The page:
Who is Chandler Briggs and why has he been given the title of “student representative” on Isla Vista Project Area and General Plan Advisory Committees? It appears that he does not know what it means to be a representative. In his letter to the editor (“Car-Obsessed Isla Vistans Need to Quit Complaining,” Daily Nexus, May 20) he says to his car-owning constituents, “Fuck your car. Fuck your parking space. I don’t give a shit about you…”
One of the most important duties of a representative is to be able to communicate with those you represent in an intelligent and professional manner. Briggs failed miserably on both accounts. Just take a second to think about how absurd it is for a representative to tell his constituents that he doesn’t “give a shit” about them. Briggs’ statement of “put democracy in action” could not be more ironic since this letter of his as a “representative” represents a total failure of democracy.
Go ahead and make an argument about why the parking plan is good for I.V. But there’s a certain way to do it and Briggs provides a perfect example of what not to do.
I’d also like to ask why the convenience of non-car owners in the extreme minority should take precedence over the convenience of the overwhelming car-owning majority. How inconvenient is it for those who don’t own cars? Briggs says, “I hate big open roads, I hate cars almost running me over and I hate being hit.” First, what on earth does “I hate big open roads” mean? Second, pedestrians and bikers face the possibility of car-induced injuries anywhere cars are driven. It results from people’s negligence, including that of the bikers and pedestrians, so it will continue to be a possibility even if the number of cars in I.V. is reduced. Plus, while unfortunate accidents do happen, it’s not that hard to not get hit by a car. Pay attention — don’t shoot out into intersections without looking, don’t gamble in trying to beat a car to get across the street, and don’t ride your bike so drunk you can’t see straight. That way, being hit by a car will not be a constant, serious problem for you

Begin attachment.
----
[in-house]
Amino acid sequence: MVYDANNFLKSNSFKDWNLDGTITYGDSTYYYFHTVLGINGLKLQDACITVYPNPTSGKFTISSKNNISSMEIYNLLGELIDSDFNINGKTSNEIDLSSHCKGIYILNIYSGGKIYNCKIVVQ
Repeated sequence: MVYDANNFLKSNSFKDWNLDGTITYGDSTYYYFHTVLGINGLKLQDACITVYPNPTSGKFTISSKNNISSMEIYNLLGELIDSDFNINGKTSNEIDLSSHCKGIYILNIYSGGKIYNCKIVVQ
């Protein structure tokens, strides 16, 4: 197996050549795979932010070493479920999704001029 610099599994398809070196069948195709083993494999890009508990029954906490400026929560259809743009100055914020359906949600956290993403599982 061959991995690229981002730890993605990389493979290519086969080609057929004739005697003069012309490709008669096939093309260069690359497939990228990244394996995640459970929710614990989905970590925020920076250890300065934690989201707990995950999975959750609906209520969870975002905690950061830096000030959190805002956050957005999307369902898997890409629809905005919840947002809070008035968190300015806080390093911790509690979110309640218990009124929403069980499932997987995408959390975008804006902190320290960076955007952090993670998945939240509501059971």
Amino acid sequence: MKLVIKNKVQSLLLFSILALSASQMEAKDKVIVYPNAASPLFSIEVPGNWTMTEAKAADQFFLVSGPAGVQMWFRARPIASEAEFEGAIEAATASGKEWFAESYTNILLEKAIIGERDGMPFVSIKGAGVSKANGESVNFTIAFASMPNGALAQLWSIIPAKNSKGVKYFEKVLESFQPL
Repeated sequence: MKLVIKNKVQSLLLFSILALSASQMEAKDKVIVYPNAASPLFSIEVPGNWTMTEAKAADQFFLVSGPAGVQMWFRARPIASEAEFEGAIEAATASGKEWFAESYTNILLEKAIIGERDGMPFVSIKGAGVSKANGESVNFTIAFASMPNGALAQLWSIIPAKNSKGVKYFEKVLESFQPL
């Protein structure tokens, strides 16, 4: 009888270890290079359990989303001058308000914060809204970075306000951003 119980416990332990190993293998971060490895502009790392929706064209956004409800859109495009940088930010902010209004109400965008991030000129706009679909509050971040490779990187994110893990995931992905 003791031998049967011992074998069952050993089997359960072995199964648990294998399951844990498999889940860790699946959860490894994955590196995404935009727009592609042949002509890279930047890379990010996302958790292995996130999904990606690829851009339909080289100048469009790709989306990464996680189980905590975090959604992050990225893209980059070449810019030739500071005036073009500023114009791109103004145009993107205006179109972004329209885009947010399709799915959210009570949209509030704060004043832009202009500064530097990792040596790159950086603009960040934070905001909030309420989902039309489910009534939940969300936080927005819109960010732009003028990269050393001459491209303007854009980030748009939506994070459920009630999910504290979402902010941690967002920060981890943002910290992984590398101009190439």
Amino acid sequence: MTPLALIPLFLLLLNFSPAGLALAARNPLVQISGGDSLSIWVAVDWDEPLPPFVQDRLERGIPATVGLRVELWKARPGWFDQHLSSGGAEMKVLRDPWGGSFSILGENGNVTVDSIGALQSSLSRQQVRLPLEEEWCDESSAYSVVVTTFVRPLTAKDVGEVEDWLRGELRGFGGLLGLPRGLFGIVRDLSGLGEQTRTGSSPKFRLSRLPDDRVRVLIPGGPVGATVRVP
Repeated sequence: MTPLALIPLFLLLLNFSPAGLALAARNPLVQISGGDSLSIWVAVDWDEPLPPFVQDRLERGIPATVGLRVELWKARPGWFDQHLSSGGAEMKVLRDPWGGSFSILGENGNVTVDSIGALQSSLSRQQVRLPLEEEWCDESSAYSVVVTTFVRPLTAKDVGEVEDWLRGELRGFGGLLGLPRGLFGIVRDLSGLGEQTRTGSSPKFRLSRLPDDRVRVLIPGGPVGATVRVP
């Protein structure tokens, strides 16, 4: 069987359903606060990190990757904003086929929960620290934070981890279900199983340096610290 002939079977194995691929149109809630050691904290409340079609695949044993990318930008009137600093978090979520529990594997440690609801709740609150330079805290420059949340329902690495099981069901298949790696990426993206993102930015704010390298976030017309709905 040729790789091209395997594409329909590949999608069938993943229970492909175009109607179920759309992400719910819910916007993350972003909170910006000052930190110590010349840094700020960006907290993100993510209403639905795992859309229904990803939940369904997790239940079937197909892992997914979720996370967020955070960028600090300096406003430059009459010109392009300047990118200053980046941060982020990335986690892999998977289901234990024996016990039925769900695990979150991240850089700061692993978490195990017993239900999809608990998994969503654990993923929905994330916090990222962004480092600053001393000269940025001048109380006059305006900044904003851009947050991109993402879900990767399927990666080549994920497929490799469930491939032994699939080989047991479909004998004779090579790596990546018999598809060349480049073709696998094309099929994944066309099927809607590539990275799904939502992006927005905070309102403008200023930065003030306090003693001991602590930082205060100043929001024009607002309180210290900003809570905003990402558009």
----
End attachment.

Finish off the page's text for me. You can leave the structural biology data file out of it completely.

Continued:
So why are these “inconveniences” so much greater than the inconveniences of not being able to use a car? I.V. sure doesn’t provide a job for everyone, and I.V. and Mac’s Markets do not suffice for stocking up large amounts of groceries. Take the bus, you say? Well, I would love to be there to watch someone walk from Costco or Albertsons to the bus stop after a big shopping run, and then from the bus stop to their home. And for those who don’t work near a bus stop, not wanting to walk blocks and blocks – perhaps at night – to get to and from their job seems more legitimate than someone’s disdain for “big open roads” – if the busses are even still running at that time. I know the upstanding citizens who ride the bus make you feel as safe and secure as possible, but I’m thinking that driving your own car might be preferable. Bike riding isn’t going to solve these problems either.
You might say these are petty points. But in case you’ve forgotten, it’s 2004. People drive cars. The conveniences far outweigh the inconveniences. Briggs also needs to remember that the parking problem affects those with cars more than anybody else by making parking such a hassle. Yet, it’s safe to say that car owners are not offering overwhelming support for the idea of a $200-per-year fee to park on public streets.
Cars aren’t going anywhere. Even with the parking plan, “big open roads” will still be around, while accidents involving bikers and pedestrians will continue to be a possibility. Regardless of what happens, however, it’s safe to say that Briggs has lost his legitimacy as a “representative.” His statement to his car-owning constituents could not have been more classless.
Todd Roberson is a junior political science major.